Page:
There’s no point in continuing on with someone whom you don’t relate to, enjoy being around, or trust. This goes for both romantic relationships and platonic friendship.

Old friends as well as newer friends have of course taken me a while to get comfortable with, but I did it. I slowly worked on building up my own trust as well as there’s and I can honestly say I trust all of them with my whole heart.

It’s the same way with my boyfriend. I fully trust him, confide in him, and express myself to him. I’m thankful everyday I get to spend my time with him and grow with him.

As for those that are no longer in my life, I found that my personality or goals for myself no longer matched up with their’s. It’s okay to let people go in order for yourself to grow. Find people who are your sunshine.

Especially when you battle with mental health issues, finding people who can make you feel safe, relaxed, and loves is a must. You don’t have to go through whatever it is alone. There are people out there that will care about you, help you, and give you their time.

Once you have found the beautiful humans that you click with, do everything you can to maintain a healthy relationship.

Mental Health/Wellbeing

Eliminating Toxic People

Have you ever had a friendship or relationship where it felt like you were putting in more sincere effort than the other person? Or that this person was simply using you for their own benefit and thus sucking you dry of all the love you gave to them? I know I have, and the day I decided I would no longer engage in any relations with these characteristics ultimately changed my life.

Sure, it’s not an easy process. To just walk away from someone you love and care for takes a lot of courage and strength, which can take a while to build up. But when it does, and you find yourself closing the door on your connection with that person, you allow yourself to heal. It’s not wrong or even selfish, in any way, to leave behind someone who takes from you and doesn’t give back. It’s an act of self care.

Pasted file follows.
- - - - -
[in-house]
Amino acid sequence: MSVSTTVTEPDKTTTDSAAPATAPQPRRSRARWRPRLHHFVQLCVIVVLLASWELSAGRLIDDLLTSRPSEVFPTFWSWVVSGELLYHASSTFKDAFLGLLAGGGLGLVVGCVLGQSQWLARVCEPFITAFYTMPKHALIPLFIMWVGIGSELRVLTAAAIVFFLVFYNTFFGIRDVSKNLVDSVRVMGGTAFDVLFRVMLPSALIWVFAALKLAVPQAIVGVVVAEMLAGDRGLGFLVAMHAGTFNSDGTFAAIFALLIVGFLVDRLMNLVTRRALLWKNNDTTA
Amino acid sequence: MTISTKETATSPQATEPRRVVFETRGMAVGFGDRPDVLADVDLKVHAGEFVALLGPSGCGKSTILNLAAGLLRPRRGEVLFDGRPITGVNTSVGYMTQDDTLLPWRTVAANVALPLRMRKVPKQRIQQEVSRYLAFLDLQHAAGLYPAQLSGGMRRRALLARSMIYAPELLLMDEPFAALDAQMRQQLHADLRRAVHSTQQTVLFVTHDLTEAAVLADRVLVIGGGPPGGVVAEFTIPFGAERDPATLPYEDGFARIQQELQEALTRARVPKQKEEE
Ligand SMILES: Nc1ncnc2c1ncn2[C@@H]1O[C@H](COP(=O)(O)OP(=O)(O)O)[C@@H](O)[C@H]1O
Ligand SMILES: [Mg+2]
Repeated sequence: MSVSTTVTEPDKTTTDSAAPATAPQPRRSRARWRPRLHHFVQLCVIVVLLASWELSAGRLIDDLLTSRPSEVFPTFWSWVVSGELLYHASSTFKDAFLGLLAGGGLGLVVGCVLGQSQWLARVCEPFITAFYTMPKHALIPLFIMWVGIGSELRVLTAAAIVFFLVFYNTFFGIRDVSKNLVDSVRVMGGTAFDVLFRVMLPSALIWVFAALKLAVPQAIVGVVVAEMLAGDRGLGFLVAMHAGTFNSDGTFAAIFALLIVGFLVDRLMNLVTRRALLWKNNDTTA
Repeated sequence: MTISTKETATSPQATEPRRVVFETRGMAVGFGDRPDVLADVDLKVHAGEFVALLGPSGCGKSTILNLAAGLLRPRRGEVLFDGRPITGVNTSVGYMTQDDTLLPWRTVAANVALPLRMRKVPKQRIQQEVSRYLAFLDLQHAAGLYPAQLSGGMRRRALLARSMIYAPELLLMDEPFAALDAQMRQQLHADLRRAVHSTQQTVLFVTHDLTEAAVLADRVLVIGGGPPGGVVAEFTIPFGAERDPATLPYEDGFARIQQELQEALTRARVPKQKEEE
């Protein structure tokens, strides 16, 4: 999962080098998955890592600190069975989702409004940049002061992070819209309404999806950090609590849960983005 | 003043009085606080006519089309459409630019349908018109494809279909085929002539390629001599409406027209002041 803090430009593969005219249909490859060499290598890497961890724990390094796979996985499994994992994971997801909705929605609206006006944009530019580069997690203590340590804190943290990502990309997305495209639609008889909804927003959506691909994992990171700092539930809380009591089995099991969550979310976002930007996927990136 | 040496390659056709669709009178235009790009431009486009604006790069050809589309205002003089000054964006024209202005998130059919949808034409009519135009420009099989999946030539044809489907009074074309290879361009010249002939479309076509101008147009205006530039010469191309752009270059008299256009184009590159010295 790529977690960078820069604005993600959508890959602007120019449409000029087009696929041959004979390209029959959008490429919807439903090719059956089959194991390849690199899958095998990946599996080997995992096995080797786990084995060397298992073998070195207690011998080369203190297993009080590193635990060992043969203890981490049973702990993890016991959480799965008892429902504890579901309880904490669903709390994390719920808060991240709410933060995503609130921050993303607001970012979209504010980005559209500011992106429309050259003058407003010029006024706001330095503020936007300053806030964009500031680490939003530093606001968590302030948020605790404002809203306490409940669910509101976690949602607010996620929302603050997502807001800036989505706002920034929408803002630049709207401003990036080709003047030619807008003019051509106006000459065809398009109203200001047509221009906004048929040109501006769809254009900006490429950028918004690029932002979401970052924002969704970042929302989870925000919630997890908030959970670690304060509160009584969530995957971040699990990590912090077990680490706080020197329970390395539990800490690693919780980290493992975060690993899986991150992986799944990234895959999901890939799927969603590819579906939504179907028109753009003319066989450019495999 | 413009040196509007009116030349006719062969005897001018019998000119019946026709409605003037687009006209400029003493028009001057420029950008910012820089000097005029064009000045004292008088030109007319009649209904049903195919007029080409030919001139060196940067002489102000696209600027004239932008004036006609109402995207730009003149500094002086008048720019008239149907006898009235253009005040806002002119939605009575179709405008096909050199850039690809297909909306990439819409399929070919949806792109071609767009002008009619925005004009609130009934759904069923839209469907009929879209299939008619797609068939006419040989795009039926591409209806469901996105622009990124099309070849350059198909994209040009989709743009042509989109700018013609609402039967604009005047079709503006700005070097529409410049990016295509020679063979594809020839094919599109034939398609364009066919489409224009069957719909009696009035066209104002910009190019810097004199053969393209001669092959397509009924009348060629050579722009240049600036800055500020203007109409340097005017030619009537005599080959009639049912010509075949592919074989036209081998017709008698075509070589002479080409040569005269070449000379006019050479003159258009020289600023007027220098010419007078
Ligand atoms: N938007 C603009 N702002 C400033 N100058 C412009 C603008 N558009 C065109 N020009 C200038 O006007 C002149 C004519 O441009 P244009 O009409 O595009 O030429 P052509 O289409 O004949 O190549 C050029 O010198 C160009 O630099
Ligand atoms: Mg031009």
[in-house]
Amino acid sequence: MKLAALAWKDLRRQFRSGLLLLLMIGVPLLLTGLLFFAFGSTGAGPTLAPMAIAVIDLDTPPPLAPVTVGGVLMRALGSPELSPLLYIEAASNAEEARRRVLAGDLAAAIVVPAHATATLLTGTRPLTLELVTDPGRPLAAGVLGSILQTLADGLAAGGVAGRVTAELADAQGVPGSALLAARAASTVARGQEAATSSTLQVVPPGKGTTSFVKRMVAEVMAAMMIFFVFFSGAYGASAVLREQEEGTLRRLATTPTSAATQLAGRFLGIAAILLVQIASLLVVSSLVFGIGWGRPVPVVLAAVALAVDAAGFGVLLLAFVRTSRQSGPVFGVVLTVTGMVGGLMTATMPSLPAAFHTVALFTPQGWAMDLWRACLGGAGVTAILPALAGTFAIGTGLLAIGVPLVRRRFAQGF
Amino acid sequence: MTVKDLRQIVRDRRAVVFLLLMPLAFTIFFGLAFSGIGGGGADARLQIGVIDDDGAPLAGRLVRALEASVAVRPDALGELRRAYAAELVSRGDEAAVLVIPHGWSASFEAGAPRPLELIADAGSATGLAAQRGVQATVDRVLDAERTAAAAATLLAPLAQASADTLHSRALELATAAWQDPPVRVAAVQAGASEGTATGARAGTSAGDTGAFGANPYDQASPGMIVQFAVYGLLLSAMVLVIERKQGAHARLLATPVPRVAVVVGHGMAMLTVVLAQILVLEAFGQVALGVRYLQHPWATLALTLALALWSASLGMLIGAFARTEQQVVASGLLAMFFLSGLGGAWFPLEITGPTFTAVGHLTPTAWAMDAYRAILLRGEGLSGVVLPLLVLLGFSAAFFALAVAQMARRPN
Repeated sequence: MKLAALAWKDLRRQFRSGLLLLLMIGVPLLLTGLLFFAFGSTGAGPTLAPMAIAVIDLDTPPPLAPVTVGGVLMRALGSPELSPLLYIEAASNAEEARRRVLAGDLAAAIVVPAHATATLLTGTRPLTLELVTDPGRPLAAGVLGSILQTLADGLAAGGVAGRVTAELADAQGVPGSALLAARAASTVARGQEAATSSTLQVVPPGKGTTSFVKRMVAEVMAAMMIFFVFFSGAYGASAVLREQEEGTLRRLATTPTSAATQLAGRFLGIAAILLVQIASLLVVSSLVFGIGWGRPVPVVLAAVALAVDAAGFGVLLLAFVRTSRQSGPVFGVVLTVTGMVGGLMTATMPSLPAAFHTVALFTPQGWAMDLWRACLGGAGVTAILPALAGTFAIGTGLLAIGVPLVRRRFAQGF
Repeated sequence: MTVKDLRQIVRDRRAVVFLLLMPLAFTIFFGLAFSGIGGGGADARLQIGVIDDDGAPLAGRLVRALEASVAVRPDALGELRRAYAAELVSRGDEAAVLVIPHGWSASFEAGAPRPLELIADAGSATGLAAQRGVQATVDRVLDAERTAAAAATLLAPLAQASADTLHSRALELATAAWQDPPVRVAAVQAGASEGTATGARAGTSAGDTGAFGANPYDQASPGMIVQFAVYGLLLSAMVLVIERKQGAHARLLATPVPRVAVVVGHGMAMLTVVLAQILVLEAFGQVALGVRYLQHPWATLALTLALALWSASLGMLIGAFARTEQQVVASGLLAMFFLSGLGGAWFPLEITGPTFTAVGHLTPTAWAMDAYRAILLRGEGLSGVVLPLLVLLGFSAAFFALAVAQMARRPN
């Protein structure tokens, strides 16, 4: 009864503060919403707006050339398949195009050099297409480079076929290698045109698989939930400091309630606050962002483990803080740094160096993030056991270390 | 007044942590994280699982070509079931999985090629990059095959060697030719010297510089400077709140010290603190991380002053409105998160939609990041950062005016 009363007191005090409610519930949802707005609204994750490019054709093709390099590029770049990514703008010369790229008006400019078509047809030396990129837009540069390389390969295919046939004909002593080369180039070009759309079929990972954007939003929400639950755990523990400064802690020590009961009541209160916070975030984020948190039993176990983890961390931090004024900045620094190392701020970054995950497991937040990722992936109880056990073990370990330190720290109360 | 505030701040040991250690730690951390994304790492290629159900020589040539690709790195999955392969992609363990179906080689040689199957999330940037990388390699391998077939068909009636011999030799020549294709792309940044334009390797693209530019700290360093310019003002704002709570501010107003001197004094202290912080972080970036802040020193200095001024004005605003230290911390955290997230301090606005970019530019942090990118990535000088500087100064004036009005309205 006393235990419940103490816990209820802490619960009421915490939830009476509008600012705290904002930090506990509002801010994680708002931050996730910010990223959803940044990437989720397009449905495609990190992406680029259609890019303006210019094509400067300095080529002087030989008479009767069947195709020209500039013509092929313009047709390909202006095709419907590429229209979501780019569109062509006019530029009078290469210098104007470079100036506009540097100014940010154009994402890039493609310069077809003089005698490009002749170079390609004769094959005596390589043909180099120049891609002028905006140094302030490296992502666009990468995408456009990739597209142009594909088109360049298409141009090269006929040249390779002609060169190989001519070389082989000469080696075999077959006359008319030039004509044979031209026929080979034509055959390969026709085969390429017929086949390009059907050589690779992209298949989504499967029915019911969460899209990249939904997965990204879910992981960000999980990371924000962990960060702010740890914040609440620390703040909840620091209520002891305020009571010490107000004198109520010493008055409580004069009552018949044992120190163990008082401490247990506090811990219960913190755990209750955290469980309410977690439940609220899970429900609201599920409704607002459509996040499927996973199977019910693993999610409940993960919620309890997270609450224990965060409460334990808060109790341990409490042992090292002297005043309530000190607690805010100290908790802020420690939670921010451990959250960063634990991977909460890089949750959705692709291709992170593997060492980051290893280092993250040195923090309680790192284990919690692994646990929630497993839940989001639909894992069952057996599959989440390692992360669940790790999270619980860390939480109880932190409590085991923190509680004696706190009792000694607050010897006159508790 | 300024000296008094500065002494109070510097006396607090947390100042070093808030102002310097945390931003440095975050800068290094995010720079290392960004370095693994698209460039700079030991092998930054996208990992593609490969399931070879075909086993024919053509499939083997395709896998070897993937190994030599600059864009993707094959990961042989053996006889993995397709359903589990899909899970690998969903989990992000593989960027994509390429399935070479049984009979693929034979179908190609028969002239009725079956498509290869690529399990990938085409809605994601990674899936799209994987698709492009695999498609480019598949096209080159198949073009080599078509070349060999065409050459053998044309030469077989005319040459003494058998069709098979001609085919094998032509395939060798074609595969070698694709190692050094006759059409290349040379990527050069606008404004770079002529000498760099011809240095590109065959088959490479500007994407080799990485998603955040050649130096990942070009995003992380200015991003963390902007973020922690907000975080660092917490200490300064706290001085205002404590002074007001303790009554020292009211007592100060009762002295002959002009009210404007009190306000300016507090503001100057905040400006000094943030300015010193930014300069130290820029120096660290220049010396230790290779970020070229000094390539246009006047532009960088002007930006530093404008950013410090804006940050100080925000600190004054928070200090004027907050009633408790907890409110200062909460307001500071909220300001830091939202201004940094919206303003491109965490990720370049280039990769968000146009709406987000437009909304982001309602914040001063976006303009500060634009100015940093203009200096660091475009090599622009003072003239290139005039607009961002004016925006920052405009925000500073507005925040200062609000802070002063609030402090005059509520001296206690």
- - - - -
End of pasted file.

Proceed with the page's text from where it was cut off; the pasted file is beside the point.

Relationships, whether romantic or strictly platonic, are meant to be a team effort. Sometimes you may have to give a little more or take a little more, but that shouldn’t be the norm. To lean on one another during tough times is one thing, but to make every part of communication a therapy session is not okay. It’s both draining and a strain on the bond and overall unfair to both parties.

Personally, I have been on both ends of the spectrum. I have allowed myself to take and take and take from someone without giving them the same opportunity. I have also given people everything I had and received nothing in return. Neither spot is a good place to be in.

There needs to be enough respect to understand boundaries of give and take in order for any relationship to be fair. Without these set boundaries, someone will get hurt. That is why it’s so important to pay attention and reflect on the way you feel in regards to how your friends and everyone in your life treats you. Odds are, if you feel like you’re putting more effort in than the other person, you probably are.

From here, you have two choices. Voice your feelings to the other person in hopes of being met with understanding and a solution or to simply decide what is best for you and walk away.

In the end, you probably will miss that person even if they weren’t the best friend or significant other. But it’s easier to miss someone when they’re actually gone than it is to miss them when they’re sitting right next to you. Life is too short to have half-assed relationships and bonds with people. Especially when there are plenty of other people out there that would be more than willing to equally return your love and affection you give.

Like I said, it won’t be easy. You’re going to hurt. But you will heal. Toxic people only make for a toxic life, and no one deserves to feel stuck in such negativity when there are ways out. Stop jeopardizing your happiness and sanity caring for people who don’t do the same. You owe that to yourself.

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Mental Health/Wellbeing

When A Wave of Depression Hits, These Things Aid In Getting Me Back To Shore